T.C. Memo. 2010-77 (Jensen) highlights the complexities of divorce and taxes. In this case, the taxpayer received Form 1099-C, Cancellation of Debt, for a pre-divorce loan. Because the divorce decree stated the debt was incurred by his wife and assigned him right of indemnification under state law, he believed the debt forgiveness was income to her, not him, and he did not report it on his personal income tax return.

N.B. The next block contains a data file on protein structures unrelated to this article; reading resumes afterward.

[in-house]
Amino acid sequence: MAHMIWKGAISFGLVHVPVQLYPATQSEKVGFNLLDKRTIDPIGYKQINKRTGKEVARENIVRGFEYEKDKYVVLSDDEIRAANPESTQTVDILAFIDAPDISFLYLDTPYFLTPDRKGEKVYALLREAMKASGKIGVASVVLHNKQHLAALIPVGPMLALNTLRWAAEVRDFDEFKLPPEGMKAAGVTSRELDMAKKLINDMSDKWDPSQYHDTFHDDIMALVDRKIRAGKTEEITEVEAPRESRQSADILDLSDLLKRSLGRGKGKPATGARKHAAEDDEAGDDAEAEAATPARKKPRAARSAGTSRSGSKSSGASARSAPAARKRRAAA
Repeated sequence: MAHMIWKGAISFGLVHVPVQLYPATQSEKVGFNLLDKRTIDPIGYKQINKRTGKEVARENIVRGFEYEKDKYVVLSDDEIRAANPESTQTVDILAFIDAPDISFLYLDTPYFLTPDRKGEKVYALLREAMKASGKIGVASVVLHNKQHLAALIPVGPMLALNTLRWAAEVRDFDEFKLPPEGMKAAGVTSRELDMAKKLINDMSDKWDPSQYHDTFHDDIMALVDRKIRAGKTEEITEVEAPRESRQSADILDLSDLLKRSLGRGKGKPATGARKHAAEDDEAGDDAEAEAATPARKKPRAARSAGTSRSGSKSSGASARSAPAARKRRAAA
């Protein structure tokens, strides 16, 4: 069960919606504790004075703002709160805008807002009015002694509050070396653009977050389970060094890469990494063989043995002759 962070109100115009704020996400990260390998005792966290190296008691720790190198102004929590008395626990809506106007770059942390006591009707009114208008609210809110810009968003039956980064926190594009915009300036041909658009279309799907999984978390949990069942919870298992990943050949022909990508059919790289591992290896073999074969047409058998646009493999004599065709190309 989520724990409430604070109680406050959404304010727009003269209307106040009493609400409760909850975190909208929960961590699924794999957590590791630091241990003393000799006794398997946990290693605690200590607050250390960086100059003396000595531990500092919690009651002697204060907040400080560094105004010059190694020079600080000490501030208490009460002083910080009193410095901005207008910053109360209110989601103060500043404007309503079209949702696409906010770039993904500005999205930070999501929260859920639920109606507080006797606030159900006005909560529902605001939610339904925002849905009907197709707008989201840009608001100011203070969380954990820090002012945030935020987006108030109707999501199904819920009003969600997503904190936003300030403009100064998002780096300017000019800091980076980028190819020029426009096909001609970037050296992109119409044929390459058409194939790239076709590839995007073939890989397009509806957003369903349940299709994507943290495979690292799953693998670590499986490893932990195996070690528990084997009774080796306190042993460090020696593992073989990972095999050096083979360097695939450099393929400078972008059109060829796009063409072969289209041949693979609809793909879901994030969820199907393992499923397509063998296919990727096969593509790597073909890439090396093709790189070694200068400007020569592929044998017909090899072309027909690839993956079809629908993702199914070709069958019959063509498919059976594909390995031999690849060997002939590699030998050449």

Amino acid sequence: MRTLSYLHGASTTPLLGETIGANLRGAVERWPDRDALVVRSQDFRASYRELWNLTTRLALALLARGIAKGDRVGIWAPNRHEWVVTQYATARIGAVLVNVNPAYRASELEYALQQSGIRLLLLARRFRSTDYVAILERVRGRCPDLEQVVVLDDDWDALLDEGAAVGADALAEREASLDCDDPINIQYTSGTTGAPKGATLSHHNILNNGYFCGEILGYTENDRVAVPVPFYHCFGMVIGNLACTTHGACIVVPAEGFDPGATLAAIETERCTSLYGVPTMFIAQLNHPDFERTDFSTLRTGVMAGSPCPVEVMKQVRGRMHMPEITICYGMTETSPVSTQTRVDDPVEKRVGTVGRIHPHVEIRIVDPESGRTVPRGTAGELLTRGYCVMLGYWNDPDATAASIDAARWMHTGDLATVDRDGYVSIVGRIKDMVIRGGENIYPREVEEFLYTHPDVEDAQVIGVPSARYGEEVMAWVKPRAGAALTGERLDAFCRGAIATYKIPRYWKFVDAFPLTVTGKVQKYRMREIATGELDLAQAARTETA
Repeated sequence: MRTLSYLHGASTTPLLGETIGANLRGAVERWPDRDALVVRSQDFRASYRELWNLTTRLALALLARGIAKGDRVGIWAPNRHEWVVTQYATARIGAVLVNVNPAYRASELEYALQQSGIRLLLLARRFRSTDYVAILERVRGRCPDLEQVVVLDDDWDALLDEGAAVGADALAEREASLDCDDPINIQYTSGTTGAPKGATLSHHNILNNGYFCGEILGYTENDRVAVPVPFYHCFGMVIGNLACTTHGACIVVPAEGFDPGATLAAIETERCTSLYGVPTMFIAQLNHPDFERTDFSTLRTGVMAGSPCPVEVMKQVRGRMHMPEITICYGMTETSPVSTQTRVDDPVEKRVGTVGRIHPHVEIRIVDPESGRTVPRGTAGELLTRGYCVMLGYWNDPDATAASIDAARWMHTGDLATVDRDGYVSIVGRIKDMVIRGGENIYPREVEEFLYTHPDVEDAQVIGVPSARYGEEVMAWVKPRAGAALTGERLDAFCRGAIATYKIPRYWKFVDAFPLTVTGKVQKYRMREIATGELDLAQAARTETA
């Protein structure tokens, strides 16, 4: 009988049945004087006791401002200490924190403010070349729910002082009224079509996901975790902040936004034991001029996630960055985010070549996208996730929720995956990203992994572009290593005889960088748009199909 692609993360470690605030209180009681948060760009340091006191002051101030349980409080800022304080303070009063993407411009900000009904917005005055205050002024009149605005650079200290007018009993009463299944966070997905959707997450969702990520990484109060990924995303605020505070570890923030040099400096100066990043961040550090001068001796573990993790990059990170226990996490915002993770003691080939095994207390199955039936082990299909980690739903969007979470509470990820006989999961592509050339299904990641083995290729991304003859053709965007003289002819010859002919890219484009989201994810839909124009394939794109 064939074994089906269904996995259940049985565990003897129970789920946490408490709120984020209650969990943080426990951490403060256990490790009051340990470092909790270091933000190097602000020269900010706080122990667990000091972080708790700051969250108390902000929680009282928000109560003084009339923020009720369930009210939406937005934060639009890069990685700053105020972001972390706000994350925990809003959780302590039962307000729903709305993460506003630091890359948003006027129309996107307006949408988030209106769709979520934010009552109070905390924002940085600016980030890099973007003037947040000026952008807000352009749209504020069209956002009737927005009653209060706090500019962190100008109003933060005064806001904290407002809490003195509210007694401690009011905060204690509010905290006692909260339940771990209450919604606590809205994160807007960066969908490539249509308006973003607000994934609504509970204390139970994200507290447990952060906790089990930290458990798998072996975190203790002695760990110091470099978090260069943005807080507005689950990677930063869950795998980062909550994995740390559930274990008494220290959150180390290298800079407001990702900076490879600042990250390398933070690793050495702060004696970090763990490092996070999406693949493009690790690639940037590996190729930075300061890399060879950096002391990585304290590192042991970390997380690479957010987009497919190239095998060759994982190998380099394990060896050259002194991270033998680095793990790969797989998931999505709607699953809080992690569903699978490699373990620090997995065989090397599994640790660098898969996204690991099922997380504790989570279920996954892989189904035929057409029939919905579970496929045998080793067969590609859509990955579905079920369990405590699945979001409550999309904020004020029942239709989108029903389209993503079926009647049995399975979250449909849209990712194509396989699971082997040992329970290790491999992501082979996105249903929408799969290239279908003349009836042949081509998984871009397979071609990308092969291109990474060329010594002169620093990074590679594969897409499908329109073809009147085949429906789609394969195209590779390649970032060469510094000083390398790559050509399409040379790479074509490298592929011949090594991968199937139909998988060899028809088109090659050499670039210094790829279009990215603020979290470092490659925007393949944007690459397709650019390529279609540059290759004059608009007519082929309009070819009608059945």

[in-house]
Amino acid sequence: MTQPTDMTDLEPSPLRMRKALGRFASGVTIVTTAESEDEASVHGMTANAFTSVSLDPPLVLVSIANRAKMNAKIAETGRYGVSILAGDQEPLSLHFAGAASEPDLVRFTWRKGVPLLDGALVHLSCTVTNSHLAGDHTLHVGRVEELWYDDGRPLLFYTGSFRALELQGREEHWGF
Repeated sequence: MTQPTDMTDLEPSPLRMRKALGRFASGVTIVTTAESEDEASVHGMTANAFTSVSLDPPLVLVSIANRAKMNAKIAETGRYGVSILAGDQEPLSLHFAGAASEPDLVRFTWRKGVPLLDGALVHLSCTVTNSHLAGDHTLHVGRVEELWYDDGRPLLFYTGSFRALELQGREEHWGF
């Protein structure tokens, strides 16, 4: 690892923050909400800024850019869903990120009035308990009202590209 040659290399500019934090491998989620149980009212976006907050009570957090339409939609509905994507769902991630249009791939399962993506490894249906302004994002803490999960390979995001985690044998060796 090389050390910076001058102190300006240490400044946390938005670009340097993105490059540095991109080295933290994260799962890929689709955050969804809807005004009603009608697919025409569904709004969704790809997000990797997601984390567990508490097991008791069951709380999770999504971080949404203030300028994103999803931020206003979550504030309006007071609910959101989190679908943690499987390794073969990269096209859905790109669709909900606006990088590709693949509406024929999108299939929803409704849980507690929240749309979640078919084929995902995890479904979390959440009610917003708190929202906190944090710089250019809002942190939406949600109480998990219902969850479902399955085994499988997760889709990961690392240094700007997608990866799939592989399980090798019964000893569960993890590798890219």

At issue: Whether the right of indemnification relieves liability for debt. (Right of indemnification means if the other party fails to pay as agreed, you can sue to make yourself whole again.)
The court ruled the income belonged to the taxpayer because the decree did not relieve him of his responsibility for the debt. The original contract was not altered. In addition, the term “incurred” was not clearly defined in the divorce decree and the taxpayer failed to prove he was not the borrower.
Taxing Lesson: Assumption of debt does not necessarily transfer legal obligation.